The author in his introduction states that the book is not a creative work but a narration of his experiences in his political journey from 1972 to 1986. He is now settled in London and has written from what he calls his “unsettled memories.” He rushes through the first five years with Sri Lankan Tamil Nationalism and then enters a new phase of ideology and politics with Comrade Visu for a new democratic revolution aligned with workers and peasants as practised in China during their revolution.
The book is a first-person narration of the author’s political experiences in northern Sri Lanka. He asks the question whether the situation could be similar to that of China. He worked as a full-time instructor and teacher to educate and mobilise cadre using media such as film, drama, verses, posters and so on for the organisation.
The writer would ride a bicycle all over the villages risking the ire of the Sinhala army, which routinely rounded up people and fired from helicopters. He worked as an underground cadre with the consent of his parents, who allowed him to be a fighter rather than be captured by the army. He was away from home for more than two years, during which period he suffered hardship and also made several clandestine visits to several south Indian cities, including Madurai and Rameswaram.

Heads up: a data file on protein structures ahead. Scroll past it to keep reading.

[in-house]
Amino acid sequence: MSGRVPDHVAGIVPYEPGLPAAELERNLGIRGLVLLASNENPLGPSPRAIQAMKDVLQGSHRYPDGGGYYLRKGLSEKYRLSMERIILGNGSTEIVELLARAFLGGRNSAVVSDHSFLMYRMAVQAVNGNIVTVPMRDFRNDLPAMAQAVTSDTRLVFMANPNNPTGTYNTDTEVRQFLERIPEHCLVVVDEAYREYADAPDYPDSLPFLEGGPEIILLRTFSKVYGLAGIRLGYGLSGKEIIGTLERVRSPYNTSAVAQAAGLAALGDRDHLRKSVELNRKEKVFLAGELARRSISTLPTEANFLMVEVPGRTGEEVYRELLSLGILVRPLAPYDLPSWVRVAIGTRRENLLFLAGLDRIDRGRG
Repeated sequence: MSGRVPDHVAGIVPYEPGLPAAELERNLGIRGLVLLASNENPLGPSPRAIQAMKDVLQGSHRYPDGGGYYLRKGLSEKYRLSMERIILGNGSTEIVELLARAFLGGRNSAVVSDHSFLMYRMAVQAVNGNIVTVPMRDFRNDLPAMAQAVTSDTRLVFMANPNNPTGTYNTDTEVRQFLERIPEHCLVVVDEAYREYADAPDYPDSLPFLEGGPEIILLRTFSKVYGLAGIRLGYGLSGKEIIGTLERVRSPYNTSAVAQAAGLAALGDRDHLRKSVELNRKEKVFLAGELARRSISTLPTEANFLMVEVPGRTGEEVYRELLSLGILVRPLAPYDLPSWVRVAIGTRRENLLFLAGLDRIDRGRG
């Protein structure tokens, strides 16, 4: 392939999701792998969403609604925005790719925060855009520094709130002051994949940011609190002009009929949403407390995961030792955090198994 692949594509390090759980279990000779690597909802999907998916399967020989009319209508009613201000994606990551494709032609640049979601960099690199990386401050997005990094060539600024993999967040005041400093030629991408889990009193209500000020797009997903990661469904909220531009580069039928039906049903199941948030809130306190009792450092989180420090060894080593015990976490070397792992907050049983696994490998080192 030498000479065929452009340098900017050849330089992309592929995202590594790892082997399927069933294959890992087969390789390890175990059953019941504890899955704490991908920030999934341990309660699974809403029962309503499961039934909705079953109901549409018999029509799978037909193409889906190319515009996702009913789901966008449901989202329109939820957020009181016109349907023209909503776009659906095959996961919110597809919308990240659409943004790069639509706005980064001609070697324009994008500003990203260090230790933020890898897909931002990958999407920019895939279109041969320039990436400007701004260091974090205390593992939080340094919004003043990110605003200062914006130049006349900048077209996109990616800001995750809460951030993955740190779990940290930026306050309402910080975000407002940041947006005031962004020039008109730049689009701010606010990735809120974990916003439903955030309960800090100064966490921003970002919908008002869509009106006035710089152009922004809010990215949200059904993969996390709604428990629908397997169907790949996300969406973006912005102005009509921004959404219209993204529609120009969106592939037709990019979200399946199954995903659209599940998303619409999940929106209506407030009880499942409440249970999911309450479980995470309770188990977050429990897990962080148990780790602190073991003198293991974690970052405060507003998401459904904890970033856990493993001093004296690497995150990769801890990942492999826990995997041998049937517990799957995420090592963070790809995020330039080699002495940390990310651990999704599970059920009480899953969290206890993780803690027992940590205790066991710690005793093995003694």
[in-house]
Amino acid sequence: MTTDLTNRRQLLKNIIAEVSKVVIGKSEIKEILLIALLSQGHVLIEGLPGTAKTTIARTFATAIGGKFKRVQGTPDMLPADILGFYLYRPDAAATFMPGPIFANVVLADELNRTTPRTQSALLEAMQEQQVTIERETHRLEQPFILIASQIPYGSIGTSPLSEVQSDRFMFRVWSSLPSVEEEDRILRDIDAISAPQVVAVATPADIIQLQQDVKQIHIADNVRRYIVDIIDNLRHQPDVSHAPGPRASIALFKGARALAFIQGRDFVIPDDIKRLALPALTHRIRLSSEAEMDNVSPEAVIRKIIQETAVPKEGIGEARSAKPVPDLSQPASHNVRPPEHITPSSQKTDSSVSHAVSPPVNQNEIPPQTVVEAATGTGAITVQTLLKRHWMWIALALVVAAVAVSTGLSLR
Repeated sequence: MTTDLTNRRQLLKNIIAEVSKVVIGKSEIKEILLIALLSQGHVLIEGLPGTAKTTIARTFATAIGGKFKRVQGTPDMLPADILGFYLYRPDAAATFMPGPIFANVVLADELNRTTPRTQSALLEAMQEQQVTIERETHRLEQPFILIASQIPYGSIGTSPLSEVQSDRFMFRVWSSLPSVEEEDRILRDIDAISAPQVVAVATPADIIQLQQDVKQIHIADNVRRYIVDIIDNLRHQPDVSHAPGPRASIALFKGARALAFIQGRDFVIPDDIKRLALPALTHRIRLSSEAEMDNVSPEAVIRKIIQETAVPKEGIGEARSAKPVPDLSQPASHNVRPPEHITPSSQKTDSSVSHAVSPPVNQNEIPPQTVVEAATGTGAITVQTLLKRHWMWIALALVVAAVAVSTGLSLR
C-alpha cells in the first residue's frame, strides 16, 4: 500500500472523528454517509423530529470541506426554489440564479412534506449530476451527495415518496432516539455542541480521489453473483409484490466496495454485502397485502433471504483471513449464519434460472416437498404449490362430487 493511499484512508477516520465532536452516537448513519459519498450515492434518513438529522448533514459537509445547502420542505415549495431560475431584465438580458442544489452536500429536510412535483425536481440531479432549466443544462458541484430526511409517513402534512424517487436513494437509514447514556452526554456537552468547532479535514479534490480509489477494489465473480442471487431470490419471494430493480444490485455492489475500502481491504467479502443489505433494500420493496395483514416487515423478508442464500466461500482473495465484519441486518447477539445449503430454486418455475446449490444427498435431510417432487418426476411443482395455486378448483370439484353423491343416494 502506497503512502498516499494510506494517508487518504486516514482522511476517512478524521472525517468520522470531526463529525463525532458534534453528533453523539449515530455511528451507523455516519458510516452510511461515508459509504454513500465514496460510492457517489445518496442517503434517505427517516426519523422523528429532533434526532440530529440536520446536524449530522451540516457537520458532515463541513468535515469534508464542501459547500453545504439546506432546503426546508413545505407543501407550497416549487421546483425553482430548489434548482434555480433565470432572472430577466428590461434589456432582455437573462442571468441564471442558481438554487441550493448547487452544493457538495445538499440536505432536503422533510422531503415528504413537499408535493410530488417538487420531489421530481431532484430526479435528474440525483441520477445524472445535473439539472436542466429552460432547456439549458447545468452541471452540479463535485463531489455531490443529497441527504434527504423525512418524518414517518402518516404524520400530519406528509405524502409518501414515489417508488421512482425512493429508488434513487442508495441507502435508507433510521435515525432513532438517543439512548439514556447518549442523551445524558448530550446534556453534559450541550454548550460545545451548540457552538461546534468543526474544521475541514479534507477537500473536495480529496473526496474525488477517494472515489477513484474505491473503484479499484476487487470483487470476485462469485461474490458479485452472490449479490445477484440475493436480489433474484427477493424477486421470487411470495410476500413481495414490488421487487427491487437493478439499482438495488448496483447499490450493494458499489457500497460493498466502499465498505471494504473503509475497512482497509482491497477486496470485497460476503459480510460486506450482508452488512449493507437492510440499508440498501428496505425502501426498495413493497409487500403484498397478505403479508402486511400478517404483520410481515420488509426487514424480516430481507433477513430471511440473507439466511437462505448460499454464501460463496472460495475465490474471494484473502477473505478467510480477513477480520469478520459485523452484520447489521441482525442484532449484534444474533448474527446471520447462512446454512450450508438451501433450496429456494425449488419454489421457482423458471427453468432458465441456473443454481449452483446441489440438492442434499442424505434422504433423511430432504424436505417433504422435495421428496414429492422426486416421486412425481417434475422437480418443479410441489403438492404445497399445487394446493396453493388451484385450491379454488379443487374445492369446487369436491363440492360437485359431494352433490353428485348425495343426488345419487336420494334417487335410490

His organisation was not in conflict with the other militant organisations. He narrates serious events that took place in the North, such as the burning of the Jaffna library, which had about 90,000 rare books, the retaliation by the militants, who burnt the Yarldevi Express train from Colombo to Jaffna at Kondavil station and blasted an army truck at Tinnavely, Jaffna, killing 16 soldiers. The last said incident sparked riots all over Sri Lanka.
A female character, Valli, is introduced for propagating feminism as well as to mobilise female cadre with reading material.
The book comprises 48 brief chapters, filled with the Jaffna dialect, which Tamil readers in India may have difficulty to understand. More than the ideology of this political group led by Comrade Visu, the narration of events portrays a period when a generation of young volunteers fought against the Army, Air Force and Navy that had occupied their traditional homeland. Sacrifice was a big part of their liberation struggle. The book may be classified as a novel of contemporary history of a difficult period of northern Sri Lanka.
Veedu Nedum Thooram
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